Without going too deep into Biblical hermeneutics, I will simply say that our denomination recognizes that those passages were intended for specific churches within a specific cultural context. (I’ll talk more about the Church of the Nazarene’s view of Biblical interpretation in my next post.) What is more important to us are the many accounts of women acting as leaders in the nation of Israel, the numerous stories of women who supported Christ’s ministry and followed him as disciples, and the lists of women that served as apostles and teachers in the early church.

I was called by God into ministry when I was in the seventh grade. I am thankful that I was never once told by my church that I couldn’t be a pastor because I was a girl.

I do, however, remember one particular conversation with my father when I was in high school. He sat me down and said, “I love you. I love you so much that  want to protect you. And I know that if you continue down the path to be a pastor, you will face hurt, rejection, and persecution because you are a woman. So I just want to know if you are sure that this is the road you want to take.”

I was certain of my call then, and I am certain now. But my dad was right. On a very small level — even within a denomination that affirms women in ministry — I have faced rejection, pain, and hurt because I am a woman in ministry.

But in the Church of the Nazarene, I have more often experienced joy, support, and affirmation along my ministerial journey.

At MidAmerica Nazarene University, where I attended college, I was never looked down upon because I was a female ministry major. Instead, I was given opportunities to preach, lead, and serve in our community. In the same way, the mission of Nazarene Theological Seminary, where I received my Master’s degree, is “to prepare women and men to be faithful and effective ministers of the Gospel of Jesus Christ.”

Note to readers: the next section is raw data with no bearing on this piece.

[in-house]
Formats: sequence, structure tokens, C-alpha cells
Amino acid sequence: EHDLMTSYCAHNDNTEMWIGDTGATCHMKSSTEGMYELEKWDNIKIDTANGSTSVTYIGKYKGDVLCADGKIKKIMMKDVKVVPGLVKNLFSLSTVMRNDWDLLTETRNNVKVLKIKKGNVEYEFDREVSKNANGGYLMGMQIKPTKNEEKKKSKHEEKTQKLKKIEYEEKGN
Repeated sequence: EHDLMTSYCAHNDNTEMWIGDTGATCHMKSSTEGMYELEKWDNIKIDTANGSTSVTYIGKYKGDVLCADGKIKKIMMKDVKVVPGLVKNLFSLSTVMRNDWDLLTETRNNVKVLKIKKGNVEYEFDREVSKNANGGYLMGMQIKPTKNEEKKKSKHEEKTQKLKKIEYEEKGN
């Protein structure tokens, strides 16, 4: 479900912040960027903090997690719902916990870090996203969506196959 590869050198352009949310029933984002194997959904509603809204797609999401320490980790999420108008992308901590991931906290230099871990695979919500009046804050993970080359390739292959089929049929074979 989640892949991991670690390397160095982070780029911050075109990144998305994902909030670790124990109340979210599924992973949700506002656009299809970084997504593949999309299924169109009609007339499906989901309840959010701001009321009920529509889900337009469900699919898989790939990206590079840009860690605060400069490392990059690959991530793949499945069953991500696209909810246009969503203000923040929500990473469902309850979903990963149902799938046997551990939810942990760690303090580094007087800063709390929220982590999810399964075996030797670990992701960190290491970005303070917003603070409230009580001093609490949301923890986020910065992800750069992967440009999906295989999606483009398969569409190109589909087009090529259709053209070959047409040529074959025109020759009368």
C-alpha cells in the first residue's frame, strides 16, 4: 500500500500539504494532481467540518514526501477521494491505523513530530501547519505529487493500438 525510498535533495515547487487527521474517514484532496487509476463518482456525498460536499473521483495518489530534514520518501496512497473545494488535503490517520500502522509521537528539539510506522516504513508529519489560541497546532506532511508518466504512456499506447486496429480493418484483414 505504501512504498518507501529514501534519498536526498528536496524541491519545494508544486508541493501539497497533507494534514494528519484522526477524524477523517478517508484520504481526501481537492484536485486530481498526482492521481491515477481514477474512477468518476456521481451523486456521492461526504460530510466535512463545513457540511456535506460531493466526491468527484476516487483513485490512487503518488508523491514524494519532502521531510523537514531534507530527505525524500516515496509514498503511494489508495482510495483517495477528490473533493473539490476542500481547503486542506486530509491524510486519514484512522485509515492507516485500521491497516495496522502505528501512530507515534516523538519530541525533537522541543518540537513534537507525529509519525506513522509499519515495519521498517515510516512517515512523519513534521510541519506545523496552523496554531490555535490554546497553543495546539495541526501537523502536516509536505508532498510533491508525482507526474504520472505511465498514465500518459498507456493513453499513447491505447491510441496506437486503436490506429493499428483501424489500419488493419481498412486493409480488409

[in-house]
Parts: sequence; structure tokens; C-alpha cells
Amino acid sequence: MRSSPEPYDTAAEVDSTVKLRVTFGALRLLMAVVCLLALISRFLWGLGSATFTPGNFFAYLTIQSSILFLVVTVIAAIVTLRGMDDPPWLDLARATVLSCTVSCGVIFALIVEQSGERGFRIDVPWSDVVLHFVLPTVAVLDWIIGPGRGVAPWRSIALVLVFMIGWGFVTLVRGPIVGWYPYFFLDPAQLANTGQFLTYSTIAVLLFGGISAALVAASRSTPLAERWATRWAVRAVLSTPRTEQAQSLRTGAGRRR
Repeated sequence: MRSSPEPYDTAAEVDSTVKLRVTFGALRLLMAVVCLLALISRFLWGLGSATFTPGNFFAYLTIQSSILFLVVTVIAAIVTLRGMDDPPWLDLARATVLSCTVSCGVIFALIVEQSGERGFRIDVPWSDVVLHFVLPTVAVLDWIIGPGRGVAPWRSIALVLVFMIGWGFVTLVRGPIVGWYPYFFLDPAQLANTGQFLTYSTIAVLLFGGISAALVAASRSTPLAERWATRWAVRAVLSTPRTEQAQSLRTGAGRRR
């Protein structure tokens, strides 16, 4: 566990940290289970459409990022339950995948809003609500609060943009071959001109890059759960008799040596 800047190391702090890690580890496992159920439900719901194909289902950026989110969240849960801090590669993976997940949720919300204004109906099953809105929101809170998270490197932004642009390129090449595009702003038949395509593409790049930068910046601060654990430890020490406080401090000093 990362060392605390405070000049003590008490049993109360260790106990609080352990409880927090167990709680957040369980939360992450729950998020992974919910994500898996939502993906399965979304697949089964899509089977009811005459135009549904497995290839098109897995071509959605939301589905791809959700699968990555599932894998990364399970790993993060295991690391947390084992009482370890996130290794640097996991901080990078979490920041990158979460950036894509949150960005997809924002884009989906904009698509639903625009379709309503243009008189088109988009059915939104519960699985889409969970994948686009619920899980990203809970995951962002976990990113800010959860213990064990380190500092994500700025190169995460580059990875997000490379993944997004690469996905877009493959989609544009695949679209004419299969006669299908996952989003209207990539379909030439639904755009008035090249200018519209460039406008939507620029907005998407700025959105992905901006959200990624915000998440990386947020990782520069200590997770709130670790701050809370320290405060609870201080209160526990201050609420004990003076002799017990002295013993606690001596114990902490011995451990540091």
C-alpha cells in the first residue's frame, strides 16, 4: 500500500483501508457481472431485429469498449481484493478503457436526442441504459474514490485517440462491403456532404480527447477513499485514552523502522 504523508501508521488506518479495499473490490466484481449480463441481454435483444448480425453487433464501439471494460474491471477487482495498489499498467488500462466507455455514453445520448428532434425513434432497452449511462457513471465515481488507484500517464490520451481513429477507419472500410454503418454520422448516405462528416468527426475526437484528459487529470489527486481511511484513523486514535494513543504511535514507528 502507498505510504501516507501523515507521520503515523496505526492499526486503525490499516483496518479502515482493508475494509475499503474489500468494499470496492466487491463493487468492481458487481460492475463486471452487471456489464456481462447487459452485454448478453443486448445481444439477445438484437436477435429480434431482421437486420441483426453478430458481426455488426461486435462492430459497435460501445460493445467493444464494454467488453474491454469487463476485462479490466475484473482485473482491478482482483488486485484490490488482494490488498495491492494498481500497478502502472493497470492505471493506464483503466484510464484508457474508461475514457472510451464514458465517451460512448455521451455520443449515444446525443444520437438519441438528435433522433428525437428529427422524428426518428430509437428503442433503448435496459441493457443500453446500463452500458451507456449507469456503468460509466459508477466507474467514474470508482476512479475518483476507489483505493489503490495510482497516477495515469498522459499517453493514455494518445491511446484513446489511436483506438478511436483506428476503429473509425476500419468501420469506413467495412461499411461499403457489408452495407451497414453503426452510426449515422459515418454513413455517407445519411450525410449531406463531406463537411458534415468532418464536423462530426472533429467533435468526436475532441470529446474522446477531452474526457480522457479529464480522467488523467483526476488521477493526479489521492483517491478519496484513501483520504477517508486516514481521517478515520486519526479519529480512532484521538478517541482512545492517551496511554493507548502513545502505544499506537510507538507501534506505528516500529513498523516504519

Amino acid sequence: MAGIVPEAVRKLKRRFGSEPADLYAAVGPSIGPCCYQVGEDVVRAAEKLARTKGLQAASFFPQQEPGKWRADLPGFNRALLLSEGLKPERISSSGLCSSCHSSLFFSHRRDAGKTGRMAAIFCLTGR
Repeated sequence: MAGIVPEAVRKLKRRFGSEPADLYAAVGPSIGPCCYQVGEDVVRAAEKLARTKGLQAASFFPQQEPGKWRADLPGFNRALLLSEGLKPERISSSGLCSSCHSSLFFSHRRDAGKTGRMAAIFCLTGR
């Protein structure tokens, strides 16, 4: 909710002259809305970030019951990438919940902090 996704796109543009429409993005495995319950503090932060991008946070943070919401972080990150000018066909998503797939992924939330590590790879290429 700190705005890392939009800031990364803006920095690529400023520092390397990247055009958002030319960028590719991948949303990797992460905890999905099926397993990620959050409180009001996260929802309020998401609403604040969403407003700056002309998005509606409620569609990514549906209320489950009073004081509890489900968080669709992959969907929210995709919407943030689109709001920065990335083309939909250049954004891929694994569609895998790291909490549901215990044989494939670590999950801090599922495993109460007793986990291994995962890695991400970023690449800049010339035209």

The very first time I preached behind the pulpit of a Nazarene church, my senior pastor stood up next to me and publicly affirmed and validated my place in ministry to our entire congregation. In the two years since then, that same congregation has fully supported me and encouraged my growth as a minister of Christ.

In a few weeks, I will stand alongside other ministers — both men and women — as we are ordained as elders in the Church of the Nazarene. This ordination is a public acknowledgement of our call and the seal of approval from our denominational leaders that we do indeed have the gifts and graces for ministry.

I am grateful that Nazarenes have provided me with wonderful examples of women pastors and leaders. I am grateful that they have educated me and trained me for ministry alongside my brothers in Christ. I am grateful for the many friends and colleagues that I have in the Nazarene church who are also women in ministry. I am grateful that the Church of the Nazarene has given me a job and a place of ministry. And I am grateful that they have never silenced my voice.

For further reading on the Church of the Nazarene’s view of women in ministry, see the following: